The Washerwoman’s Genes

September 25, 2006

Da DAH-da-da, Dah-da da, DAH-da-da Dumb

Filed under: Archetypes — by WWG @ 9:41 am

Here’s an image of my ancestor I found on the web: the often republished music for the Irish Washerwoman fronted with this enticing depiction of herself.

You have to give the illustrator points for wit: the play with the clothespin silhouette, the contrast of the gigantic and the teensy, the irony of the gal’s heft and energy and what one might call her galumphing grace.


The unspoken question of why a rollicking reel got named after a menial house servant is answered by the stereotype:

She’s Irish! Hence, lunatic energy. Her dress is green (though a check not a plaid–a bit of artistic license there). She’s in bloomers and high button boots, befitting her birth in a deeply backward enclave. And, coup de grace, the gal hoists the shamrock, a pea-sized emblem of her essence, in a daft gesture of triumph.

Then, of course, she’s plain, begorrah, with a face like a potato and a squashed whorl of hair. And isn’t she the load of bricks to be leapin’ and stompin’ round the place? She’s set the ratty cur to yapping, thrown over the stool, and, sure’n, when you just look at her, you hear it: Da DAH-da-da, Dah-da da, DAH-da-da, Dah-da-da . . . .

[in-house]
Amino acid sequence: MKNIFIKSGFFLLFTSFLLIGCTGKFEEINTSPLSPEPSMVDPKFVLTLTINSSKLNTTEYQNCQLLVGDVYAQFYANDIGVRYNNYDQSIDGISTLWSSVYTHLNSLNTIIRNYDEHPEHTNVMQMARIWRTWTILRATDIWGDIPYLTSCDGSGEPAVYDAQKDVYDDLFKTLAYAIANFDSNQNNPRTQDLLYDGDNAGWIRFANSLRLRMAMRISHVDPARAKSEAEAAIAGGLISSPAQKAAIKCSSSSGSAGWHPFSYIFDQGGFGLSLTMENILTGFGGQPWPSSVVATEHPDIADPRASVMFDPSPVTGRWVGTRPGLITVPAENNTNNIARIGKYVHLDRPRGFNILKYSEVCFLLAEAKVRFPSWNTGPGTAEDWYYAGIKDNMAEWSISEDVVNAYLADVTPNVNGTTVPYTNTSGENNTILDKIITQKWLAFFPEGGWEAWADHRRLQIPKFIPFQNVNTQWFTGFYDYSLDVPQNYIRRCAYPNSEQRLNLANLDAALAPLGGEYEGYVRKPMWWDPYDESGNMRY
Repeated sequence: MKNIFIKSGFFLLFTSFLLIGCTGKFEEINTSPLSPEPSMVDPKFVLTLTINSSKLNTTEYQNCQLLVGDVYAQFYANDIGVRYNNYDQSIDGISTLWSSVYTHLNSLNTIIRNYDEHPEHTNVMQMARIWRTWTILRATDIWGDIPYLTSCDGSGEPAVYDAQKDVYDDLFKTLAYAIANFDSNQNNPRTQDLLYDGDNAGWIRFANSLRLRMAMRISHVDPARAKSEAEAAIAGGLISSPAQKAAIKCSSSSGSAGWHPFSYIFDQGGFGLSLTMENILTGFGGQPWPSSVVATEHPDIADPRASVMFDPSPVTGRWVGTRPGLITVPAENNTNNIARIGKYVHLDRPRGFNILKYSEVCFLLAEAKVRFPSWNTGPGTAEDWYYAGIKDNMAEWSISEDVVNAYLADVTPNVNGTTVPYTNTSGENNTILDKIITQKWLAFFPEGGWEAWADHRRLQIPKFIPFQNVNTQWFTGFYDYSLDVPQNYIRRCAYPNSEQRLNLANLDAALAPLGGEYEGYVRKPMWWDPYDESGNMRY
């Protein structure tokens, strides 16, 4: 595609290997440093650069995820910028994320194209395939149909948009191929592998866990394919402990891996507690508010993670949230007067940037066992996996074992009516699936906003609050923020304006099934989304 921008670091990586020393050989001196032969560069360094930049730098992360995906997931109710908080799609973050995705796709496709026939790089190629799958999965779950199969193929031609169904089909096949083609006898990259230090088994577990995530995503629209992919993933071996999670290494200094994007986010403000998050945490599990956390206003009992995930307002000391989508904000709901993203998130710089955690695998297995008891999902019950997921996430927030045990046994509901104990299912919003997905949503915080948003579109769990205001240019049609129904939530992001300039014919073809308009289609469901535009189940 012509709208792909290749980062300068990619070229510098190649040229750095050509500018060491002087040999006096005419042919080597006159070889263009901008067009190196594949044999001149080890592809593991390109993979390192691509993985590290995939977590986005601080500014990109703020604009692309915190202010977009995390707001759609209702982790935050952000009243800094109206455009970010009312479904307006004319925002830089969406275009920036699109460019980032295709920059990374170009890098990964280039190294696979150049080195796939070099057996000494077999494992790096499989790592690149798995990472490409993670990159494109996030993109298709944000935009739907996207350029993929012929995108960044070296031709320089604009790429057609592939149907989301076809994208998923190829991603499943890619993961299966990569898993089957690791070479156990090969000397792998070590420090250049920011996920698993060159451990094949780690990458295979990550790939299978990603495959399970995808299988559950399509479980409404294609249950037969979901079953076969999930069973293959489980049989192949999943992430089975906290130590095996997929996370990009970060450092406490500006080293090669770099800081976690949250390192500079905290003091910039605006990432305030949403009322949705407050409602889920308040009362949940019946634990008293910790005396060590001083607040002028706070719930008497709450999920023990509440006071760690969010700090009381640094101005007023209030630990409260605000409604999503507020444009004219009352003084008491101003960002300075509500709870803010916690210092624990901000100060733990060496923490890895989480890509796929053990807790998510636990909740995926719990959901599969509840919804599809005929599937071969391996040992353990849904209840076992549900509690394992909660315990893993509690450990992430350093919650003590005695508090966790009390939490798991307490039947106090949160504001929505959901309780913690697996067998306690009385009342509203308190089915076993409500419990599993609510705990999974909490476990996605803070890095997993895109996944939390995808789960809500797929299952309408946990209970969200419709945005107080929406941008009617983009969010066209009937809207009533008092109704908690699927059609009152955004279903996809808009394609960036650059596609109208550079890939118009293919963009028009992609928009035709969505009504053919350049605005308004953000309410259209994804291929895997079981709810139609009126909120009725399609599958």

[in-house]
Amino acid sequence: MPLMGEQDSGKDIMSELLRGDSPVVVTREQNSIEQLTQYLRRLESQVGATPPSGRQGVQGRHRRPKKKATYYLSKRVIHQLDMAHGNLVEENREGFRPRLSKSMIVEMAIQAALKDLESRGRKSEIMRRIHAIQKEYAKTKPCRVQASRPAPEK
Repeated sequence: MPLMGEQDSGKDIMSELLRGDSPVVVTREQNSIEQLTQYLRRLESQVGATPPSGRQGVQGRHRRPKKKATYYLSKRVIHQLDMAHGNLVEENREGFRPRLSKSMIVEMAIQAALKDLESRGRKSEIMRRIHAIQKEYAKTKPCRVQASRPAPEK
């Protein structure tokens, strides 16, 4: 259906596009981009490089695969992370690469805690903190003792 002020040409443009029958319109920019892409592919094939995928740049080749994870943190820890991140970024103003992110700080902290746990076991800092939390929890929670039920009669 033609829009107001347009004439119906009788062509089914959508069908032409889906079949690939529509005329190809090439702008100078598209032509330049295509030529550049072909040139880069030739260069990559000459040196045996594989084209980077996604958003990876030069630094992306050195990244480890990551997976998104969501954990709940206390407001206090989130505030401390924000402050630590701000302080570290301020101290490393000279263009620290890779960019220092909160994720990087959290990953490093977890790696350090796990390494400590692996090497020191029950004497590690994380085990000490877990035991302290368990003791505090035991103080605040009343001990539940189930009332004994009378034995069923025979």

Yeah, yeah, it’s only a cartoon from the ‘40s, I know. And, actually, by that time there weren’t any more “Irish washerwomen,” certainly not ones armed with a washboard and peggy. Your cleaning lady, if you hired one, put the laundry in the electric machine and wrung it out between the rollers. So at the time of the publication of this sheet music, the lady was an anachronism, as signaled by her bloomers.

And of course, the rationale for the title of the jig is lost in the mists of time.

But I would propose that the jig alludes not to Irish air-headedness (or to having a little nip after breakfast), but the reality of getting clothes laundered in bygone days. Confronted with a hundred sodden pounds of filthy clothes in a big tub, you got in there with your bare feet and slogged around. You surely didn’t put your arms in the stew of sweat and grime or break your back dragging wet woolens and every-day clothes up and down a washboard.

So is that clear, now?

Have I exonerated my granny yet?


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